Art mirrors life, for artists can only express what they know, and all they can ever know is life. You’ll be hard pressed to find a finer example of this than the medium of film, which is perhaps the art form most evocative of the ethos of our time. It’s easily marketable, often doesn’t require a heavy investment of intellectual analysis, and can be filled with enough “feels” and political memes to reinforce whatever ideas and principles you see fit.
As such, the villains you see in popular movies are facsimiles of those we consider enemies on the world stage. Take a look at the popularity of Soviet villains during the Cold War era. When James Bond was portrayed by Sean Connery, a remarkable bevy of his villains hailed from Russia. Red Dawn, of course, dealt with the idea of a Soviet invasion, and even Rocky got political, taking the time to fly out to Soviet Russia and punch out Ivan Drago.
More recently, of course, as The Soviet Union broke up and Cold War thawed out, Hollywood has had to find new villains. In recent years (especially in the post 9/11 era), Middle Eastern terrorists have been popular villains, showing up in comic-book films like Iron Man despite having no place in the original canon. James Bond no longer fights Russians, but shadowy terrorist organizations. In the most recent Batman trilogy, The League of Shadows is portrayed as essentially a terrorist organization filled with ninjas, and who can forget Heath Ledger’s portrayal of the Joker not as a criminal mastermind, but a psychotic terrorist?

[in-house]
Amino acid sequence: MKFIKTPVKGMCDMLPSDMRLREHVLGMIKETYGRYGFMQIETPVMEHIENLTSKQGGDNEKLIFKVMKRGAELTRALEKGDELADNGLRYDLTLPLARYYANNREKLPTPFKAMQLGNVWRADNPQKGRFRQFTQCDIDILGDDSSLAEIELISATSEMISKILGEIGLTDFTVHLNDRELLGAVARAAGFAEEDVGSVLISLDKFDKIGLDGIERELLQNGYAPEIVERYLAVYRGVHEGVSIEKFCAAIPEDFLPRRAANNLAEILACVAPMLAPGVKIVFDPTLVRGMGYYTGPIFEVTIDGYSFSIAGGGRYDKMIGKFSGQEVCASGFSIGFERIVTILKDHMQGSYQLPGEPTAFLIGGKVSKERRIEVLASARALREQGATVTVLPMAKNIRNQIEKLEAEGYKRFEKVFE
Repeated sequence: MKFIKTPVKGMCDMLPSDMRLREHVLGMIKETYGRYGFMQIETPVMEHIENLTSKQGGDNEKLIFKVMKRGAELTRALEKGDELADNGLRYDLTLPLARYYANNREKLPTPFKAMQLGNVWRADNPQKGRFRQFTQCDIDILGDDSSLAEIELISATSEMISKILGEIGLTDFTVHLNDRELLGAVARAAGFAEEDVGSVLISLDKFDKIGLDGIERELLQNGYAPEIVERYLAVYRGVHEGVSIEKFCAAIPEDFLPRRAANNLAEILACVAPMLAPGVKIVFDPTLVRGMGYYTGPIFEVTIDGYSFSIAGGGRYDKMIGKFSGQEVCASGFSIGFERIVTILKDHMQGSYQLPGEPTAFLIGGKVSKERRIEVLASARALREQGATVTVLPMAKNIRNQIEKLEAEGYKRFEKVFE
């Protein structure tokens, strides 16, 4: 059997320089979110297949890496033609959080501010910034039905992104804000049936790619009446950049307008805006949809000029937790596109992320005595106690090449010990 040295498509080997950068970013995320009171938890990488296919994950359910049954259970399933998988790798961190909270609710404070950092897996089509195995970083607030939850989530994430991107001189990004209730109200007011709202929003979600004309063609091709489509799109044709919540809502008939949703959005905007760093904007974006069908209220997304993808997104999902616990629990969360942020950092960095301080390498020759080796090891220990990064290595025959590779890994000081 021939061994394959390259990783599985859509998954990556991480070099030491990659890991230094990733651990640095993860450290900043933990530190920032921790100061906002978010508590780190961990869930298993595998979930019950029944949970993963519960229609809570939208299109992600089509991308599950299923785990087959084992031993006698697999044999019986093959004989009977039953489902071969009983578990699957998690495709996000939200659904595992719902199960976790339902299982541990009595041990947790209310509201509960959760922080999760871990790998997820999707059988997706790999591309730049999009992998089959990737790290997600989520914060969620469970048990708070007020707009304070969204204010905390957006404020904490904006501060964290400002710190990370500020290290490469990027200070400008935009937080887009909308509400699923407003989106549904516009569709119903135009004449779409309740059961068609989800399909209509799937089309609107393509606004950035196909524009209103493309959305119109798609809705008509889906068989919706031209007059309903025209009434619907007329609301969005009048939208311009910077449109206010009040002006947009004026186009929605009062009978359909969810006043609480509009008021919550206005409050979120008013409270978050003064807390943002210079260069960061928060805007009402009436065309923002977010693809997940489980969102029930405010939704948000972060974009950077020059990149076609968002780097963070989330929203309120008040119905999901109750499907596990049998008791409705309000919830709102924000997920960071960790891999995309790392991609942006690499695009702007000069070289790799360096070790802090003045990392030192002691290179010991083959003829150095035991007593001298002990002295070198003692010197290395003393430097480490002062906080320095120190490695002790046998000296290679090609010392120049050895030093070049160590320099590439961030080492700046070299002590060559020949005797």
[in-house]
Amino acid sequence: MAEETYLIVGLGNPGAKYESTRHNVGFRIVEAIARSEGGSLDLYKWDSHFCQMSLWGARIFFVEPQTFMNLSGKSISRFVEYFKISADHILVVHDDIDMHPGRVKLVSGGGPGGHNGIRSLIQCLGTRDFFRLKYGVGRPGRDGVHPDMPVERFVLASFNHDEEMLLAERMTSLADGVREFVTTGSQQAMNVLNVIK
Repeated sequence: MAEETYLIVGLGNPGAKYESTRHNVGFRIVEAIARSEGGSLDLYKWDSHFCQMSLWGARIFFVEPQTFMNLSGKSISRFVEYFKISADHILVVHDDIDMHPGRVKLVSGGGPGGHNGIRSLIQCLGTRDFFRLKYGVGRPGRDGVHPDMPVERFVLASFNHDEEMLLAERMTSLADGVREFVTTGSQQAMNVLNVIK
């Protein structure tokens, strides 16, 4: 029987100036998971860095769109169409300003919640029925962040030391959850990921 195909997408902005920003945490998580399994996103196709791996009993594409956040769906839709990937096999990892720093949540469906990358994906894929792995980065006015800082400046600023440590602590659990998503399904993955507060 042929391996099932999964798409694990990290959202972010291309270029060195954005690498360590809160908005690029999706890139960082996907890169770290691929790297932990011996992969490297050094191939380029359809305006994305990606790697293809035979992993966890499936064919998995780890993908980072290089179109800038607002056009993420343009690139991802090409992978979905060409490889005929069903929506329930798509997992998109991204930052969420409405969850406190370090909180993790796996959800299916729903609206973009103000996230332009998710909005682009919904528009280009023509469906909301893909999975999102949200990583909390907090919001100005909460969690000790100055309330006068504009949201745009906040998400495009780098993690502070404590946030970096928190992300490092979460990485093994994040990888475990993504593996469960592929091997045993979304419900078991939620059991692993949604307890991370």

Yet an interesting trend has sprung up in recent years. We’re starting to see an increase the number of Russian villains in Hollywood films again. The bad guy in the next Captain America movie is going to be allied with the Russians. The crazy scientist in Iron Man 2 was Russian. The most recent Die Hard film took place in Moscow. Apparently that new Jack Ryan movie that nobody actually saw covered all its bases and had Russian terrorists as the bad guys. A cultural analyst might be forgiven for drawing the conclusion from our movies that we’re in the midst of another Cold War.